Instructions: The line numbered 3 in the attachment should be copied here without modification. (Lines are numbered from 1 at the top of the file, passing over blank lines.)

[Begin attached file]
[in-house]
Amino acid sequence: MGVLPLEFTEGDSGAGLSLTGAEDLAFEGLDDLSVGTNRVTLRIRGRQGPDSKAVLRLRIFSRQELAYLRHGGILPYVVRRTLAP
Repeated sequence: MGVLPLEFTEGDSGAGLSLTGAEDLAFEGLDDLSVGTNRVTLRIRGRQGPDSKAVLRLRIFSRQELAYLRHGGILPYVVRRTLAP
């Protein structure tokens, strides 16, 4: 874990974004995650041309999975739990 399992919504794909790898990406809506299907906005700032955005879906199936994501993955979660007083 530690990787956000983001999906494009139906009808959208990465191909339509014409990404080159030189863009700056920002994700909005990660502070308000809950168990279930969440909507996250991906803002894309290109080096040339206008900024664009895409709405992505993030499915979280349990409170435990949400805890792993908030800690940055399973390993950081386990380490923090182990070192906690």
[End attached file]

Repeated sequence: MGVLPLEFTEGDSGAGLSLTGAEDLAFEGLDDLSVGTNRVTLRIRGRQGPDSKAVLRLRIFSRQELAYLRHGGILPYVVRRTLAP